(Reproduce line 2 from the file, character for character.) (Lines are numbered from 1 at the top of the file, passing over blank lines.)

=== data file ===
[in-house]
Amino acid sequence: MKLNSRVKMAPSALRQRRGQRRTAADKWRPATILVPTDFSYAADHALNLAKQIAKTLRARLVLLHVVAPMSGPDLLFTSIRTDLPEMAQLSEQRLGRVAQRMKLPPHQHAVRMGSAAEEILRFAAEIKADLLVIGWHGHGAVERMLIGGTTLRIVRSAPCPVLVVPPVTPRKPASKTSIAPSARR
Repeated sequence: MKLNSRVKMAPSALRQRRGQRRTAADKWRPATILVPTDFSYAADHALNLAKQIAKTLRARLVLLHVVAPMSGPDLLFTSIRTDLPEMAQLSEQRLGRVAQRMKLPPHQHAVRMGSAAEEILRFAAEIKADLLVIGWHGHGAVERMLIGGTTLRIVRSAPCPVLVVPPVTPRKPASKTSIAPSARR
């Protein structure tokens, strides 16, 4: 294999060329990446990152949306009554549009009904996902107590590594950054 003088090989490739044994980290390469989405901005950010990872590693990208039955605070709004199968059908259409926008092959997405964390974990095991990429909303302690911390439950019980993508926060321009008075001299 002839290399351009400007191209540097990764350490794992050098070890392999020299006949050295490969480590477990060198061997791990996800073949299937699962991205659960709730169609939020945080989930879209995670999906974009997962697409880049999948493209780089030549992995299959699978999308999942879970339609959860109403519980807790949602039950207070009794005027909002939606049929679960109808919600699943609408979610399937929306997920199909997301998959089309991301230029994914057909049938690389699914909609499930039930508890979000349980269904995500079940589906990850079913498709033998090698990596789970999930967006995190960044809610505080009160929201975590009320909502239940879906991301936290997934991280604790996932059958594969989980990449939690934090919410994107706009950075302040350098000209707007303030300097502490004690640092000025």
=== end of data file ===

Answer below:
Amino acid sequence: MKLNSRVKMAPSALRQRRGQRRTAADKWRPATILVPTDFSYAADHALNLAKQIAKTLRARLVLLHVVAPMSGPDLLFTSIRTDLPEMAQLSEQRLGRVAQRMKLPPHQHAVRMGSAAEEILRFAAEIKADLLVIGWHGHGAVERMLIGGTTLRIVRSAPCPVLVVPPVTPRKPASKTSIAPSARR